Pay Your Bill or Set Up Auto-Pay
When you’re on vacation, you’re unlikely to be setting time aside to pay your bills. Accounts can be frozen if you miss a payment, so make sure you’re all paid up before you hit the road or that your auto-pay is ready to go.
Know What to Do When Cards are Lost or Stolen
Hopefully you’ll never have an issue with lost or stolen cards, but it’s better to be safe than sorry. Make sure you have the phone number(s) from the back of your cards written somewhere so you can call and cancel a card if you need to. I also like to have photos or copies of the card itself (with information like your account number) stored somewhere safe or with someone you trust back home.
Learn Card Benefits
Some credit cards offer extra benefits, like primary car rental insurance, airline lounge access, or an allowance if your suitcase is delayed. These perks can add up to real savings compared to buying things a la carte, but only if you know what your card offers. Look for information in the mailing you were sent up when you opened your account, for a full description in your online account, or call a representative to go over the details.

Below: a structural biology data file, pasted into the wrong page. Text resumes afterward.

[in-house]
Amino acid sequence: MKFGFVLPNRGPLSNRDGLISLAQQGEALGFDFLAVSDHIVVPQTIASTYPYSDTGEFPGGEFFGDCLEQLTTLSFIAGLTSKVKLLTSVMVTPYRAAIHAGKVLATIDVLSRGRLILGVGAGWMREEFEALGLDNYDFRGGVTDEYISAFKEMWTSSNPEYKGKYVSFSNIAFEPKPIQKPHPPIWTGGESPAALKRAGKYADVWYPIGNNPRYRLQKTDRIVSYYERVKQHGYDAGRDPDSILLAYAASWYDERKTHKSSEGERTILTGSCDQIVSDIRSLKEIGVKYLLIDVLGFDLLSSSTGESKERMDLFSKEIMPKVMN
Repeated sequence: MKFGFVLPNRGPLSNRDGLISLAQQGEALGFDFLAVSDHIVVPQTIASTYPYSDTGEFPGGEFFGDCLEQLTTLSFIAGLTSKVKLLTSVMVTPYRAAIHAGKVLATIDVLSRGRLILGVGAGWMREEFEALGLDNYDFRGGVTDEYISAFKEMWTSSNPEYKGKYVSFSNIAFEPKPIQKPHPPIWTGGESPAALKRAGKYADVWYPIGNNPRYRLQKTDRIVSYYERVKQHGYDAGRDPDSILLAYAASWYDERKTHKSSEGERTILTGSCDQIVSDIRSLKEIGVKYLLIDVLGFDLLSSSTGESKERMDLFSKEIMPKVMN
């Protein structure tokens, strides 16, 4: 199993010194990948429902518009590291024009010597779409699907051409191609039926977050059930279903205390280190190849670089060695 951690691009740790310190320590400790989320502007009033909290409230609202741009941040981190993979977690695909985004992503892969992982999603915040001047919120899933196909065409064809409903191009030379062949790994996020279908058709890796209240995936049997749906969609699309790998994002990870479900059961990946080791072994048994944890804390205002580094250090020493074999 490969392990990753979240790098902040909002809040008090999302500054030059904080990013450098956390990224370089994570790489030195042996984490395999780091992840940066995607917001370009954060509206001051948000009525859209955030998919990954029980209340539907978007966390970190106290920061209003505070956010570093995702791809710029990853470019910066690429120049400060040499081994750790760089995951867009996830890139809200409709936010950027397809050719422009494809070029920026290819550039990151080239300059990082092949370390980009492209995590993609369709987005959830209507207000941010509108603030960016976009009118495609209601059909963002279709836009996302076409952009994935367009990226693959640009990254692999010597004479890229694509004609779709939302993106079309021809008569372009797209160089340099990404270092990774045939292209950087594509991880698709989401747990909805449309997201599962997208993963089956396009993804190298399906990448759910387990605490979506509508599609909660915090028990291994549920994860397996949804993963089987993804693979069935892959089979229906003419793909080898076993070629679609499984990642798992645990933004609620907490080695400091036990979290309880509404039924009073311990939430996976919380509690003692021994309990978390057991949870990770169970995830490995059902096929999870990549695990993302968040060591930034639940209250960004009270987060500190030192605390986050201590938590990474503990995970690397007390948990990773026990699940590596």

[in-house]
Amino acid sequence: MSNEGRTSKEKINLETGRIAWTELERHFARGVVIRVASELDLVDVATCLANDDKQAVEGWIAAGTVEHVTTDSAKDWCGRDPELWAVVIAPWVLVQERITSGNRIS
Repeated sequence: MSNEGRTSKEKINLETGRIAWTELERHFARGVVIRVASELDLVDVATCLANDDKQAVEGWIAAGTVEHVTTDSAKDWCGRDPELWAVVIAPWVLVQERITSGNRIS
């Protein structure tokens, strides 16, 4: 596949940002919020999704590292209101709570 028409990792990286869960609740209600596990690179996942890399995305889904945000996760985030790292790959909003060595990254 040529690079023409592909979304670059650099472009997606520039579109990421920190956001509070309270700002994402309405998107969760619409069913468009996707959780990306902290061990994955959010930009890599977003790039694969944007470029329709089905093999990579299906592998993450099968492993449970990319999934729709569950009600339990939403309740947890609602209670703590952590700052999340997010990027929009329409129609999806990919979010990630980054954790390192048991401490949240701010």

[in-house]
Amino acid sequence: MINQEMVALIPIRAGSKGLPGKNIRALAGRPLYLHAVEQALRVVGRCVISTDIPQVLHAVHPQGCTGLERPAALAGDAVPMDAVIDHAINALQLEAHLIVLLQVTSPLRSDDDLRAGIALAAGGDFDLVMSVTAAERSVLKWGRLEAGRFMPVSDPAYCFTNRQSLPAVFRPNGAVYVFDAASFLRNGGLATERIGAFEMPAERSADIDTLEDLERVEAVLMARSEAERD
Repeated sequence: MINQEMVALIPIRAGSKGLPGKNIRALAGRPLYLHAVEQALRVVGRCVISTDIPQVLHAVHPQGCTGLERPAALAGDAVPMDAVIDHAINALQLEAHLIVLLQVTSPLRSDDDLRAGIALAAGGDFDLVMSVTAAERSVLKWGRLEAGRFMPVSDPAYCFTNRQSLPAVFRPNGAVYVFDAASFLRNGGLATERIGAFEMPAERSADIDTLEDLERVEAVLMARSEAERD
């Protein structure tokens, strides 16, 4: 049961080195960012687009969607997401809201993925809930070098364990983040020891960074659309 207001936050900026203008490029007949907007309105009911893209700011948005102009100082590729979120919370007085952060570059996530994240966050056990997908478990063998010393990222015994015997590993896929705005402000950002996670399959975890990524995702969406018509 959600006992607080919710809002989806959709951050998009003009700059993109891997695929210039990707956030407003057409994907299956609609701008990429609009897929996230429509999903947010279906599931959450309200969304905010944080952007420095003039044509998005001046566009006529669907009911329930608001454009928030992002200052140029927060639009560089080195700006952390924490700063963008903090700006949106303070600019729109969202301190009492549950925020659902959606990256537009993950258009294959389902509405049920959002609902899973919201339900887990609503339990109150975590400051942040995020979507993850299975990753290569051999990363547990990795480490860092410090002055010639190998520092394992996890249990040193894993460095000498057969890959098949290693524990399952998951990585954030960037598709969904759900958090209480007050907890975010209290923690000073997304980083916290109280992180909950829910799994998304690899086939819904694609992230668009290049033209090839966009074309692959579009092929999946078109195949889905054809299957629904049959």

Hint: You’re more likely to have valuable benefits if your credit card comes with an annual fee. That $100 investment might save you triple that in the long run, making it a good deal (especially if you can get the fee waived by asking).
There’s really no excuse not to be earning credit card rewards. Earning 1% cash back is pretty standard, even on cards that don’t charge foreign transaction fees. Other cards may offer higher cash rebates, frequent flyer miles, or hotel points. As much as I hate to admit it, traveling can be expensive, so you may as well get a little something in exchange for those purchases. You never know: it may just pay for your next trip.